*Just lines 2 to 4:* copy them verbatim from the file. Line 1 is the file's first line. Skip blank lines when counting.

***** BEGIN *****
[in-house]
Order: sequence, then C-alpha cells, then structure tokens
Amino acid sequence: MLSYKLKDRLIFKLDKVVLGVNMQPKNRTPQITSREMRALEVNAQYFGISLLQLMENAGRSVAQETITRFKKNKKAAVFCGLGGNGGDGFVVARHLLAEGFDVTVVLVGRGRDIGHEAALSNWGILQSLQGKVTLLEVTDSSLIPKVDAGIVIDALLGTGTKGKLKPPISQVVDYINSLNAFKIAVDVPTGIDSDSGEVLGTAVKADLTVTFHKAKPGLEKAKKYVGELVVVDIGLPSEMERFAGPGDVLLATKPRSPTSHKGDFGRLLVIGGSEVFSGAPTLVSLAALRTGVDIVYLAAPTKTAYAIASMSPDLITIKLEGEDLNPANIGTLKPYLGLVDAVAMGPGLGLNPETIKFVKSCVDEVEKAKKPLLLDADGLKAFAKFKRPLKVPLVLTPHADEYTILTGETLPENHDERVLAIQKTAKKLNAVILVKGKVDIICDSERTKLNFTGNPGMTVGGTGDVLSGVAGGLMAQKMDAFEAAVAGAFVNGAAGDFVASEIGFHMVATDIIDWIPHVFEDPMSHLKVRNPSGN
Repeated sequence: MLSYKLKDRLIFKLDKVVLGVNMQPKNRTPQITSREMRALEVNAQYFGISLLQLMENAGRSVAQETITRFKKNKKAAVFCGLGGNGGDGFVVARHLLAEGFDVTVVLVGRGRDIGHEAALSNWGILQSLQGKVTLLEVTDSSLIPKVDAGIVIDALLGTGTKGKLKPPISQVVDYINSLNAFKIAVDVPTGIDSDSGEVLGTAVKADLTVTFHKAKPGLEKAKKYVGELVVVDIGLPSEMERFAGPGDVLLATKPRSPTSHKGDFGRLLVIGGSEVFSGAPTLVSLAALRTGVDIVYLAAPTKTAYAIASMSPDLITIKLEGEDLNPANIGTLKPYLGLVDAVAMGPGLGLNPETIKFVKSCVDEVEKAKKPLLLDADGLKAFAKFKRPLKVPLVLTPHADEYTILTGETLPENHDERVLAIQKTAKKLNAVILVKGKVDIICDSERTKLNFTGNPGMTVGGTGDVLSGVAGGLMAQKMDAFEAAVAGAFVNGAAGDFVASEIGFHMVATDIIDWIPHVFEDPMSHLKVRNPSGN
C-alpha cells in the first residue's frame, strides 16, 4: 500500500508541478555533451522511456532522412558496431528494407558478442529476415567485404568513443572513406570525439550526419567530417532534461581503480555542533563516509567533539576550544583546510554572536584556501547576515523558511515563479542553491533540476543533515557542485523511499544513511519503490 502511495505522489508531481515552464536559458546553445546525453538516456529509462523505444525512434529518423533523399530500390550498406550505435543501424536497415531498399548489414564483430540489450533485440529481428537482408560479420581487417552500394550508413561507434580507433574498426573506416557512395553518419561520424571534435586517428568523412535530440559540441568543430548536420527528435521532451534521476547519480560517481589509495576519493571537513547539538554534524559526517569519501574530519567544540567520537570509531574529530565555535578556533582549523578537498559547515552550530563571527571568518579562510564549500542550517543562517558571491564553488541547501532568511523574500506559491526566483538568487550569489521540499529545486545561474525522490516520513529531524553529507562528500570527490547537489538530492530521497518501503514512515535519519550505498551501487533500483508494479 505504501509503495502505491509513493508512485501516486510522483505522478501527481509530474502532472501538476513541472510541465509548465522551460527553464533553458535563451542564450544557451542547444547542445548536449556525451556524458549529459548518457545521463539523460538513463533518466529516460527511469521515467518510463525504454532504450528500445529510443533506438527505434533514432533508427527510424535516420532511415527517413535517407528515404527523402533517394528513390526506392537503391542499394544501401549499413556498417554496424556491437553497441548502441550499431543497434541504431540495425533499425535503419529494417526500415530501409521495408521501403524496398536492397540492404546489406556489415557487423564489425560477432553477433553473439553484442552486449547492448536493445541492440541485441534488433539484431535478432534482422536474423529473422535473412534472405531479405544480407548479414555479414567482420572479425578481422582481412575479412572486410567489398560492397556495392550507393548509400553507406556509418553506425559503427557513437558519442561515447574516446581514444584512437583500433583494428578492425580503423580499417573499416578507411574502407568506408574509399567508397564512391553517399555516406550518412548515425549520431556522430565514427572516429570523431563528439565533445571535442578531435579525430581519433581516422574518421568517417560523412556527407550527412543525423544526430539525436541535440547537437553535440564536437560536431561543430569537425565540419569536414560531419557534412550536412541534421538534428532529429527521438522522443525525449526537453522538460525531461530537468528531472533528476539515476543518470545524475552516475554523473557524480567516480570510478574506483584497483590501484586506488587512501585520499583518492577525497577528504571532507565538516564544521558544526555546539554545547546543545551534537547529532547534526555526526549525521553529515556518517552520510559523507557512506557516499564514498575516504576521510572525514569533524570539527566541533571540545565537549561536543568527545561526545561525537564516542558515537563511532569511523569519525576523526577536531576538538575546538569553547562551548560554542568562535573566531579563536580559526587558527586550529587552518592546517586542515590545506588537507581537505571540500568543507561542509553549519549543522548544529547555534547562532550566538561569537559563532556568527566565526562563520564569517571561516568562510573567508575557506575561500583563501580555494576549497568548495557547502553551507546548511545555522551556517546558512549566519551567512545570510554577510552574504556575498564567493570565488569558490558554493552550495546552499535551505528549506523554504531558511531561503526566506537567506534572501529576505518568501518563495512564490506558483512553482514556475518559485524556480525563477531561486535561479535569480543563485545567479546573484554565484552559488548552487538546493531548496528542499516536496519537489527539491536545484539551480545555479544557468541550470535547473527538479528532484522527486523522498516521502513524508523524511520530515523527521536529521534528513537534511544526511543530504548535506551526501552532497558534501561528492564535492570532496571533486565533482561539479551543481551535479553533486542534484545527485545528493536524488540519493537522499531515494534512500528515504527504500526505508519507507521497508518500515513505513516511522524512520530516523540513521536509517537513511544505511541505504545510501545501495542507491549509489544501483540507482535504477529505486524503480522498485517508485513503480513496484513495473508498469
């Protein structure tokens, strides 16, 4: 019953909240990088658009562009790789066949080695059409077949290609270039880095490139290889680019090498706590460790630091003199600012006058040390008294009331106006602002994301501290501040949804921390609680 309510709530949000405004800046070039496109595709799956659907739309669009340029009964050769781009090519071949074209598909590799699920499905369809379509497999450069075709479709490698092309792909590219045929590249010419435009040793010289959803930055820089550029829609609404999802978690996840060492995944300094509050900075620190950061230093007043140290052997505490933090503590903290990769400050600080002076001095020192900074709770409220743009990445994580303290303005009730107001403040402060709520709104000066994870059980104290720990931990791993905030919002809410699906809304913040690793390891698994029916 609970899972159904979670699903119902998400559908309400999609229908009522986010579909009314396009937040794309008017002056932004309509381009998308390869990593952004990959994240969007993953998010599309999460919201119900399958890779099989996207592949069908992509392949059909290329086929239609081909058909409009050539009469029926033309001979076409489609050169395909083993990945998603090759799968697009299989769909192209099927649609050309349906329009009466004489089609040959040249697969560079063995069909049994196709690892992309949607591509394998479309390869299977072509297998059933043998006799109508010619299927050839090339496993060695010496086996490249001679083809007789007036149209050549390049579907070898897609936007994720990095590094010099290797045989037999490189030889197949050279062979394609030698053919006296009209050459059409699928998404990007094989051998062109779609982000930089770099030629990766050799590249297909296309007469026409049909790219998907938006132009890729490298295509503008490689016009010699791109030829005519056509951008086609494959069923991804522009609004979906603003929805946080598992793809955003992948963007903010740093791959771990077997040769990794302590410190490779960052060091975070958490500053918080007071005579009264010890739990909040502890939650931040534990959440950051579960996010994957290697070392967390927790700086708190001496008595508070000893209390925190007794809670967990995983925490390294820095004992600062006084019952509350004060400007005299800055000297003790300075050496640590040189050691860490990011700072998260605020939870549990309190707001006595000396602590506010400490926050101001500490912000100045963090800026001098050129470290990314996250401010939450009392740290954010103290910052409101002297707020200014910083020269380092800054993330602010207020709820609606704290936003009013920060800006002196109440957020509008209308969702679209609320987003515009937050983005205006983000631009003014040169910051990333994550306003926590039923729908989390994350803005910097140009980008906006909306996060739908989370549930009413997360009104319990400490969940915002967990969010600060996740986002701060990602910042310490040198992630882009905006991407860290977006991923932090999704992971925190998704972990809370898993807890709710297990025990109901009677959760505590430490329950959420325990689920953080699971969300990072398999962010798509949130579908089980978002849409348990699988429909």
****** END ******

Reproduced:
Order: sequence, then C-alpha cells, then structure tokens
Amino acid sequence: MLSYKLKDRLIFKLDKVVLGVNMQPKNRTPQITSREMRALEVNAQYFGISLLQLMENAGRSVAQETITRFKKNKKAAVFCGLGGNGGDGFVVARHLLAEGFDVTVVLVGRGRDIGHEAALSNWGILQSLQGKVTLLEVTDSSLIPKVDAGIVIDALLGTGTKGKLKPPISQVVDYINSLNAFKIAVDVPTGIDSDSGEVLGTAVKADLTVTFHKAKPGLEKAKKYVGELVVVDIGLPSEMERFAGPGDVLLATKPRSPTSHKGDFGRLLVIGGSEVFSGAPTLVSLAALRTGVDIVYLAAPTKTAYAIASMSPDLITIKLEGEDLNPANIGTLKPYLGLVDAVAMGPGLGLNPETIKFVKSCVDEVEKAKKPLLLDADGLKAFAKFKRPLKVPLVLTPHADEYTILTGETLPENHDERVLAIQKTAKKLNAVILVKGKVDIICDSERTKLNFTGNPGMTVGGTGDVLSGVAGGLMAQKMDAFEAAVAGAFVNGAAGDFVASEIGFHMVATDIIDWIPHVFEDPMSHLKVRNPSGN
Repeated sequence: MLSYKLKDRLIFKLDKVVLGVNMQPKNRTPQITSREMRALEVNAQYFGISLLQLMENAGRSVAQETITRFKKNKKAAVFCGLGGNGGDGFVVARHLLAEGFDVTVVLVGRGRDIGHEAALSNWGILQSLQGKVTLLEVTDSSLIPKVDAGIVIDALLGTGTKGKLKPPISQVVDYINSLNAFKIAVDVPTGIDSDSGEVLGTAVKADLTVTFHKAKPGLEKAKKYVGELVVVDIGLPSEMERFAGPGDVLLATKPRSPTSHKGDFGRLLVIGGSEVFSGAPTLVSLAALRTGVDIVYLAAPTKTAYAIASMSPDLITIKLEGEDLNPANIGTLKPYLGLVDAVAMGPGLGLNPETIKFVKSCVDEVEKAKKPLLLDADGLKAFAKFKRPLKVPLVLTPHADEYTILTGETLPENHDERVLAIQKTAKKLNAVILVKGKVDIICDSERTKLNFTGNPGMTVGGTGDVLSGVAGGLMAQKMDAFEAAVAGAFVNGAAGDFVASEIGFHMVATDIIDWIPHVFEDPMSHLKVRNPSGN